07th Aug2019

‘Copenhagen’ Board Game Review

by Matthew Smail


The simplest concepts in gaming are often the most enduring. In video gaming, there are few games that are as recognisable as Tetris, whilst in board gaming, Ticket to Ride remains the cornerstone upon which most collections are carefully stacked. Imagine if a game were to combine the mechanics of two such iconic games into a cohesive experience; that game is Copenhagen.

Designed by Asger Granerud (of Flamme Rouge fame) and Daniel Pedersen, Copenhagen does more or less exactly what I’ve hinted at. It takes the card drafting and set collection mechanics of Ticket to Ride and combines it with a Tetris style spatial puzzle. Players simply take turns to draw cards from a face up market, or spend cards to take pieces in various shapes and colours to add to their personal building.

Of course, there’s more to it than that, but the basic concept is incredibly straightforward and very simple to explain. Each player has their own coloured board, which represents one of Copenhagen’s iconic canal front townhouses. The players need to place pieces of various shapes and sizes onto the board to complete rows and columns for points.

A row made up entirely of windows is worth two points, whilst a column of windows would be worth four. Should a row or column be completed with any breaks in the line of windows, then the points value is halved. Since every single piece has at least one section that has no window, this puzzle becomes more about prioritising which rows or columns to focus on, whilst still ensuring that your house is built at a steady pace.

There are several coats of arms on each board (as well as several off to the side of some of the rows) and when covered (or wheat the respective row is completed) these symbols will allow the player to take a bonus tile. There are five of these, one of which the players begin the game with, and they provide abilities such as being able to draw an extra card or to spend one less card when taking a tile. Single space tiles can also be taken to plug any rogue gaps.

Each upgrade will be flipped when used, but covering a coat of arms can allow the player to flip all of their existing upgrades, rather than take a new one, should that be the preferred option. There’s little else by way of complexity to consider, and on a turn a player simply chooses to take two adjacent cards or to spend the cards she has on a tile – the spent cards must match the colour of tile taken, and the size of the tile (two to five squares) must match the number of cards spent.

Copenhagen is clearly intended to be a simple, elegant experience and the influence of both Tetris and Ticket to Ride is unquestionable. When played, the game offers plenty of choice, but the subtleties of one strategy over another will not immediately be apparent. For example, each set of coloured pieces is made up of a different shape at each size, so if you need a specific shape to complete part of your building, you will need to prioritise cards of that colour.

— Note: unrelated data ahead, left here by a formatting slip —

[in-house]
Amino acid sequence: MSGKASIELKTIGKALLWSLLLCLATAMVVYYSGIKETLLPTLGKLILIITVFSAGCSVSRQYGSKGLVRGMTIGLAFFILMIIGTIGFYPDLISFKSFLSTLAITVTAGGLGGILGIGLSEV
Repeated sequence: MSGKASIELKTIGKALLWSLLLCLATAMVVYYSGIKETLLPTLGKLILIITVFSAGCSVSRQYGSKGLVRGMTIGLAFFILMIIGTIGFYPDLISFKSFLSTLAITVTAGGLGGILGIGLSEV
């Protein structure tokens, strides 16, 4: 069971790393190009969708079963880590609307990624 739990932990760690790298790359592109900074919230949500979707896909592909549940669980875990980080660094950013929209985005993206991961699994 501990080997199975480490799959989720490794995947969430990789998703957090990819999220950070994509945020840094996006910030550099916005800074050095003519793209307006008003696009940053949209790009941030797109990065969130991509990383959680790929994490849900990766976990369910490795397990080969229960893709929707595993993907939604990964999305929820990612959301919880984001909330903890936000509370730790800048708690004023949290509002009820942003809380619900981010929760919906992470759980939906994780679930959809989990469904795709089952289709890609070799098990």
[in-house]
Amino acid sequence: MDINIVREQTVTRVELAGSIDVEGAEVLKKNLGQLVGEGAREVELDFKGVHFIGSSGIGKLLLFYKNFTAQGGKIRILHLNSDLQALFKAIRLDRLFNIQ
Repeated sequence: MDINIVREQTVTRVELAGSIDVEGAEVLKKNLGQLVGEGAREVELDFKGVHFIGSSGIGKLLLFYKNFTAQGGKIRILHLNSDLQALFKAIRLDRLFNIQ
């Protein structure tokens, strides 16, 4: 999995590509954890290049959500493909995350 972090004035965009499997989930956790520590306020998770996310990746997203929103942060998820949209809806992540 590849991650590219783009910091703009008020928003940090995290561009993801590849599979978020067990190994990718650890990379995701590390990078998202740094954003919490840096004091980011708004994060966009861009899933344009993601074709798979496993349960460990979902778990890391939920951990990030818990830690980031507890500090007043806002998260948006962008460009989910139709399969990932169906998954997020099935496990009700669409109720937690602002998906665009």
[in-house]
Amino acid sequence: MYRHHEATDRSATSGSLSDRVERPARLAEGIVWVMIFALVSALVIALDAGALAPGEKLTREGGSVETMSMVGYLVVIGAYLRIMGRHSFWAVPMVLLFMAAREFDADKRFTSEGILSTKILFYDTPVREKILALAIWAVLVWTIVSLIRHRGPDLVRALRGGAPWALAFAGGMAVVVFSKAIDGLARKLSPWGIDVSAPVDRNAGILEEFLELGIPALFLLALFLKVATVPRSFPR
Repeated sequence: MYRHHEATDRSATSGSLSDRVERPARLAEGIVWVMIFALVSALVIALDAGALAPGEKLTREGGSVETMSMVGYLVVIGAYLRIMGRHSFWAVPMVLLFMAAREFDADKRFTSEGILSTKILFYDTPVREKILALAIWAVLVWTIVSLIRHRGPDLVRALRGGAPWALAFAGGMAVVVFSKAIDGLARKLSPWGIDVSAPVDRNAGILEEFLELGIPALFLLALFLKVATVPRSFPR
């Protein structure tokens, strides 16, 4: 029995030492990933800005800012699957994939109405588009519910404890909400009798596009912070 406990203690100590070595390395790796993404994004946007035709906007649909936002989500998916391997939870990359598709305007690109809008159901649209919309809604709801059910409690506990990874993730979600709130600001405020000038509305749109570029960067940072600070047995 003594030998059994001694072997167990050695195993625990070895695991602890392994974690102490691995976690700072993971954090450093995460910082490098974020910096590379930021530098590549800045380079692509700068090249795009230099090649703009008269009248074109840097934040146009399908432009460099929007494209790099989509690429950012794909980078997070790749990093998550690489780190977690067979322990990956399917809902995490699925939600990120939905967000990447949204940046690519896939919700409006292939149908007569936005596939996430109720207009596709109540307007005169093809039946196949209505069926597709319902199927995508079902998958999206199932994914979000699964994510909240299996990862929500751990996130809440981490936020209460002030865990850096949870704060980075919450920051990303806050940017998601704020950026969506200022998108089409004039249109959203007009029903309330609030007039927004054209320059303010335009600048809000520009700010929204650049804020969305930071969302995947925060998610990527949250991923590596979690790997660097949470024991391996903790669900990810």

At the beginning of each game, this matters less. Simply choosing cards that allow you to take larger pieces as rapidly as possible can work, but as things progress and gaps in your structure begin to appear, you’ll need to fill them. The winner of the game is the first person to reach twelve points, which comes around fairly quickly once players begin to complete columns with their higher scoring potential.

This gives Copenhagen an interesting target audience, in that it allows players of basically any skill level to be competitive, but allowing those who carefully plan and understand some of the nuances of the game to win out on most occasions. The victory margin between a brand new player and an experience one seems to be a couple of points, which keeps everyone engaged throughout the game and generates a desire to play again.

On the slight downside, little changes from one game of Copenhagen to the next besides the order in which cards are drawn. Even the coats of arms are in the same position on every board and since each one is single sided, there’s really nothing to differentiate one game from the next. I think that’s OK for now, but I’m not sure of Copenhagen’s staying power over a longer period.

With great looking but simple components and a couple of core mechanics that anyone can get to grips with, Copenhagen is certainly an interesting addition to any collection. I can’t actually think of many games that have taken the Tetris concept and made a compelling board game of it, but by using the card drafting mechanic from Ticket to RideCopenhagen offers a good balance of luck and judgement that can satisfy any fan of light to mid weight games. A fairly unique and enjoyable addition to any collection.

***½  3.5/5

Copenhagen is available online at 365Games.co.uk, or at your local games store. Don’t know where yours is? Try this handy games store locator


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